"Immersion in the life of the world, a willingness to be inhabited by and to speak for others, including those beyond the realm of the human, these are the practices not just of the bodhisattva but of the writer." --Jane Hirshfield

Monday, June 18, 2007

On the Short Story - Form and Viability

A friend sent this link from the Independent Online.

I agree that people do like stories, maybe not as much as novels (speaking for myself), but the problem for publishers is how to promote a collection of them. There's no rollicking main story with sexy characters, threatening situations and satisfying conclusions. Rather, the whole situation changes every few pages, and big publicity machines are just gearing up. We need some innovative publicity (see Miranda July's website for her new book).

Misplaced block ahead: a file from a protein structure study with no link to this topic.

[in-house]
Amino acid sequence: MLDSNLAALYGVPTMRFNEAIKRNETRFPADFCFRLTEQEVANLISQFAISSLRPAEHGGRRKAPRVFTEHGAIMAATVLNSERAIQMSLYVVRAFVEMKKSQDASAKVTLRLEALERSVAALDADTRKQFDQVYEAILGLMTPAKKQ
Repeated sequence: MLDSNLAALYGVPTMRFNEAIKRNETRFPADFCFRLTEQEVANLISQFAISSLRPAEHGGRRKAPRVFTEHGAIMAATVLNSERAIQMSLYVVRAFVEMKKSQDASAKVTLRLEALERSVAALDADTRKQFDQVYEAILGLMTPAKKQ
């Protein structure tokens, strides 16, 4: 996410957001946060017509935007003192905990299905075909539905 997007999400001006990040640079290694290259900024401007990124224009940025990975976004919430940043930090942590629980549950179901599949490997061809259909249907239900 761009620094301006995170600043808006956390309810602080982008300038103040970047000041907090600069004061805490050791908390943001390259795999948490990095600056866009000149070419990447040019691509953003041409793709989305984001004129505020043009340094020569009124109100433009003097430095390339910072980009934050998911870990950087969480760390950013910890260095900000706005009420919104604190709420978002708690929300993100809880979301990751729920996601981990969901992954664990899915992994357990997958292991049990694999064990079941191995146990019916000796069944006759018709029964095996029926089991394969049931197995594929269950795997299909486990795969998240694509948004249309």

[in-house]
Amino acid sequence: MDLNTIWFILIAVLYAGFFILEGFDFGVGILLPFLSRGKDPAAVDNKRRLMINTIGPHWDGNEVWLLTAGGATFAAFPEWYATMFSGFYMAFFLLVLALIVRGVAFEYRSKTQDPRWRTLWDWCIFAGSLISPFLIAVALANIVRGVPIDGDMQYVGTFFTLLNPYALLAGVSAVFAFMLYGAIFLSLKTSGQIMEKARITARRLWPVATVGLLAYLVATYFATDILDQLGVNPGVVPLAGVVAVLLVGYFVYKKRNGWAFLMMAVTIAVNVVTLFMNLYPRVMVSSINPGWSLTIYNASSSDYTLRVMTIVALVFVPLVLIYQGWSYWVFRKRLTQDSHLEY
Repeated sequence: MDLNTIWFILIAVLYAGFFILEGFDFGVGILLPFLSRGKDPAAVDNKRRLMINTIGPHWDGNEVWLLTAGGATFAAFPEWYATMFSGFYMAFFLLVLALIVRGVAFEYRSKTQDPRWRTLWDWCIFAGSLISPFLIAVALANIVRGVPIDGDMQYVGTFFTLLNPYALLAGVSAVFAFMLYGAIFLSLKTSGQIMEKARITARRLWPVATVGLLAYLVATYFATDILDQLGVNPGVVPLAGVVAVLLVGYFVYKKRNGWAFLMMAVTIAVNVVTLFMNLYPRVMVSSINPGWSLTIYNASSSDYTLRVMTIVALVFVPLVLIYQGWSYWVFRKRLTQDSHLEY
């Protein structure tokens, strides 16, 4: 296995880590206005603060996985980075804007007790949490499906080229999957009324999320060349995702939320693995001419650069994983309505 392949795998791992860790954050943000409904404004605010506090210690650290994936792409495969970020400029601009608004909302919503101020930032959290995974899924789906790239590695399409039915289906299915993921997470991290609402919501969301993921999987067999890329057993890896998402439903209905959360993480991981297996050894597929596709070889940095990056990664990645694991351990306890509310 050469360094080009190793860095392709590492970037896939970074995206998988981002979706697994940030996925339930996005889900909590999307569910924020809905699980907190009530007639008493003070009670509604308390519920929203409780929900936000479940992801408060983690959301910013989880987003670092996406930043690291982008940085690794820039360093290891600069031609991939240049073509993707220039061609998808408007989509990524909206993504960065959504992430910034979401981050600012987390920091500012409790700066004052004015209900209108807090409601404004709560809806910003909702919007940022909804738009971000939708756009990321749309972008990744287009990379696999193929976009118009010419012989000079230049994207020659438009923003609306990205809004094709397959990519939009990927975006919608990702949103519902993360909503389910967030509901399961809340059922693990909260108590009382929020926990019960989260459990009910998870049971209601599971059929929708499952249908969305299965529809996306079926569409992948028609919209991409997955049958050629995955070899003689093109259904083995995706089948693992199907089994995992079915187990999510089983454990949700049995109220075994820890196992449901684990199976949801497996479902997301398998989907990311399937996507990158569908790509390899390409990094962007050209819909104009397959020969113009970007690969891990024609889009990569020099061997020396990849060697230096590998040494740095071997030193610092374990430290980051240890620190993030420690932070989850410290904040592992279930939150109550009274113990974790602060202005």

I do miss seeing stories in some of the magazines that used to carry them, but I seldom like the New Yorker's fiction selections, whereas the nonfiction rocks. I wonder if anyone does like New Yorker stories, in general. There is the occasional selction I love, but not every week. Is there anyone out there turning first to the stories and liking most of them? I'm afraid the NYer editors would sooner leave them out than change their selection criteria -- among which, first refusal contracts, which mean that they buy some stories to keep them out of competitor's hands -- but who are the competitors anyway, and, stories by authors with books about to come out. One gets the sense that the New Yorker sees itself as featuring literary news rather than merely good stories.

No comments: